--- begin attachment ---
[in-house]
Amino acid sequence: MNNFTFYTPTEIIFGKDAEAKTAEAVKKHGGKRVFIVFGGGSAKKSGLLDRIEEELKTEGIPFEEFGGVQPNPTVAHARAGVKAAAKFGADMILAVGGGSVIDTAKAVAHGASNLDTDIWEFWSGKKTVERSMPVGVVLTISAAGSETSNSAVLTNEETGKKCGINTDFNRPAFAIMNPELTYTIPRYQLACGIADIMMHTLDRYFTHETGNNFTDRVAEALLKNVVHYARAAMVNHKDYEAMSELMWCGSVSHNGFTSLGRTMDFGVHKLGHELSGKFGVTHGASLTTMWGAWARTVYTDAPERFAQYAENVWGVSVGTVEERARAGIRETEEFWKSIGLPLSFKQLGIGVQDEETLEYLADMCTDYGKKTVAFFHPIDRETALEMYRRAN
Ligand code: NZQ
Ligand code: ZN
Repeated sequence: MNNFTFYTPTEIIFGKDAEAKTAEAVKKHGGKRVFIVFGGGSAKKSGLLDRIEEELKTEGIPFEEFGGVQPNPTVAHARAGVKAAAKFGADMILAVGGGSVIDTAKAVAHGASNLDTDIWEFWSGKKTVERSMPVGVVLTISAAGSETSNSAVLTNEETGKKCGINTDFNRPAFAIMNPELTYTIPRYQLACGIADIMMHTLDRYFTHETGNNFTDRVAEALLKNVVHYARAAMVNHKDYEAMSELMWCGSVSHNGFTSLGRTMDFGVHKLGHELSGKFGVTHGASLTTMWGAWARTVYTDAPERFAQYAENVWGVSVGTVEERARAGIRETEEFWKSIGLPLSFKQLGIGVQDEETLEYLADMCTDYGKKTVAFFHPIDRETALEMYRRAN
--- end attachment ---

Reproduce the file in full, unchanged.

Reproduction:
[in-house]
Amino acid sequence: MNNFTFYTPTEIIFGKDAEAKTAEAVKKHGGKRVFIVFGGGSAKKSGLLDRIEEELKTEGIPFEEFGGVQPNPTVAHARAGVKAAAKFGADMILAVGGGSVIDTAKAVAHGASNLDTDIWEFWSGKKTVERSMPVGVVLTISAAGSETSNSAVLTNEETGKKCGINTDFNRPAFAIMNPELTYTIPRYQLACGIADIMMHTLDRYFTHETGNNFTDRVAEALLKNVVHYARAAMVNHKDYEAMSELMWCGSVSHNGFTSLGRTMDFGVHKLGHELSGKFGVTHGASLTTMWGAWARTVYTDAPERFAQYAENVWGVSVGTVEERARAGIRETEEFWKSIGLPLSFKQLGIGVQDEETLEYLADMCTDYGKKTVAFFHPIDRETALEMYRRAN
Ligand code: NZQ
Ligand code: ZN
Repeated sequence: MNNFTFYTPTEIIFGKDAEAKTAEAVKKHGGKRVFIVFGGGSAKKSGLLDRIEEELKTEGIPFEEFGGVQPNPTVAHARAGVKAAAKFGADMILAVGGGSVIDTAKAVAHGASNLDTDIWEFWSGKKTVERSMPVGVVLTISAAGSETSNSAVLTNEETGKKCGINTDFNRPAFAIMNPELTYTIPRYQLACGIADIMMHTLDRYFTHETGNNFTDRVAEALLKNVVHYARAAMVNHKDYEAMSELMWCGSVSHNGFTSLGRTMDFGVHKLGHELSGKFGVTHGASLTTMWGAWARTVYTDAPERFAQYAENVWGVSVGTVEERARAGIRETEEFWKSIGLPLSFKQLGIGVQDEETLEYLADMCTDYGKKTVAFFHPIDRETALEMYRRAN